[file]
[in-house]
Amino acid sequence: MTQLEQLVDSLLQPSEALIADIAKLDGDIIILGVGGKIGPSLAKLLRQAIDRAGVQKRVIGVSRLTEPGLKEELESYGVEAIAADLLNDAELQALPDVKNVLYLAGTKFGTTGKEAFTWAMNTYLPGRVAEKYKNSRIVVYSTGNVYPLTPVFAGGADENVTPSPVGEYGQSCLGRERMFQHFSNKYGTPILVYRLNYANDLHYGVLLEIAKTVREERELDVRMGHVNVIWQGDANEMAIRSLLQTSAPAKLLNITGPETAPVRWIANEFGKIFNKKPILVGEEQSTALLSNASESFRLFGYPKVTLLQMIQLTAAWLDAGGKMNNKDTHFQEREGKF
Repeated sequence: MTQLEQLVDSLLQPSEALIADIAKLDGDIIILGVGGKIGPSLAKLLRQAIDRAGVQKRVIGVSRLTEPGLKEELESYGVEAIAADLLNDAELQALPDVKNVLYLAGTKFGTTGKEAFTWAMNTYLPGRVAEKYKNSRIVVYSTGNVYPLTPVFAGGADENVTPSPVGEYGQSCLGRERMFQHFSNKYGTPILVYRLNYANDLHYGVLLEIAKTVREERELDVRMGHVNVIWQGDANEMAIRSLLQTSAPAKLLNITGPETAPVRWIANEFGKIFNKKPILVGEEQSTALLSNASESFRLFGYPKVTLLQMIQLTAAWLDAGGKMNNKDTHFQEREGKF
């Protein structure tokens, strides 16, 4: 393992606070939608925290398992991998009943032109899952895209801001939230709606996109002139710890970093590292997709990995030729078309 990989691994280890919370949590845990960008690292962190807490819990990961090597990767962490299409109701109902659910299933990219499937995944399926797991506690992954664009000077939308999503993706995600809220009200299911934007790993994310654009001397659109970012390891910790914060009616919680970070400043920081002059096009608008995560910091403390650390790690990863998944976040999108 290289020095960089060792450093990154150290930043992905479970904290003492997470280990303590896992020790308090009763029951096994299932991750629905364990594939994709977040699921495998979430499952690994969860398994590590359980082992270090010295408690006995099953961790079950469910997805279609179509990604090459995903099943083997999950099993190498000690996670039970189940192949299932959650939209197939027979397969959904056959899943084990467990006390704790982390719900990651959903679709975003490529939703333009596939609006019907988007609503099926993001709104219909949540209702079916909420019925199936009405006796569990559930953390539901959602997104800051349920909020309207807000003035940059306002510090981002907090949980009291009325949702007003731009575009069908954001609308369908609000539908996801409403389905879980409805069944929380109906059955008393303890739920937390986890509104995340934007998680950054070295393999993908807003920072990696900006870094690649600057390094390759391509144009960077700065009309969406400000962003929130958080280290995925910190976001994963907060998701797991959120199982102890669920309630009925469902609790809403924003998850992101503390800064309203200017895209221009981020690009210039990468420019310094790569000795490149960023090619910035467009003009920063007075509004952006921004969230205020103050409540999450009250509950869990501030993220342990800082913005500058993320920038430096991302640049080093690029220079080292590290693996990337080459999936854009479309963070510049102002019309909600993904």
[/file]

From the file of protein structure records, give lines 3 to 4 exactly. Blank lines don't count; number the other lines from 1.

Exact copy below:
Repeated sequence: MTQLEQLVDSLLQPSEALIADIAKLDGDIIILGVGGKIGPSLAKLLRQAIDRAGVQKRVIGVSRLTEPGLKEELESYGVEAIAADLLNDAELQALPDVKNVLYLAGTKFGTTGKEAFTWAMNTYLPGRVAEKYKNSRIVVYSTGNVYPLTPVFAGGADENVTPSPVGEYGQSCLGRERMFQHFSNKYGTPILVYRLNYANDLHYGVLLEIAKTVREERELDVRMGHVNVIWQGDANEMAIRSLLQTSAPAKLLNITGPETAPVRWIANEFGKIFNKKPILVGEEQSTALLSNASESFRLFGYPKVTLLQMIQLTAAWLDAGGKMNNKDTHFQEREGKF
């Protein structure tokens, strides 16, 4: 393992606070939608925290398992991998009943032109899952895209801001939230709606996109002139710890970093590292997709990995030729078309 990989691994280890919370949590845990960008690292962190807490819990990961090597990767962490299409109701109902659910299933990219499937995944399926797991506690992954664009000077939308999503993706995600809220009200299911934007790993994310654009001397659109970012390891910790914060009616919680970070400043920081002059096009608008995560910091403390650390790690990863998944976040999108 290289020095960089060792450093990154150290930043992905479970904290003492997470280990303590896992020790308090009763029951096994299932991750629905364990594939994709977040699921495998979430499952690994969860398994590590359980082992270090010295408690006995099953961790079950469910997805279609179509990604090459995903099943083997999950099993190498000690996670039970189940192949299932959650939209197939027979397969959904056959899943084990467990006390704790982390719900990651959903679709975003490529939703333009596939609006019907988007609503099926993001709104219909949540209702079916909420019925199936009405006796569990559930953390539901959602997104800051349920909020309207807000003035940059306002510090981002907090949980009291009325949702007003731009575009069908954001609308369908609000539908996801409403389905879980409805069944929380109906059955008393303890739920937390986890509104995340934007998680950054070295393999993908807003920072990696900006870094690649600057390094390759391509144009960077700065009309969406400000962003929130958080280290995925910190976001994963907060998701797991959120199982102890669920309630009925469902609790809403924003998850992101503390800064309203200017895209221009981020690009210039990468420019310094790569000795490149960023090619910035467009003009920063007075509004952006921004969230205020103050409540999450009250509950869990501030993220342990800082913005500058993320920038430096991302640049080093690029220079080292590290693996990337080459999936854009479309963070510049102002019309909600993904």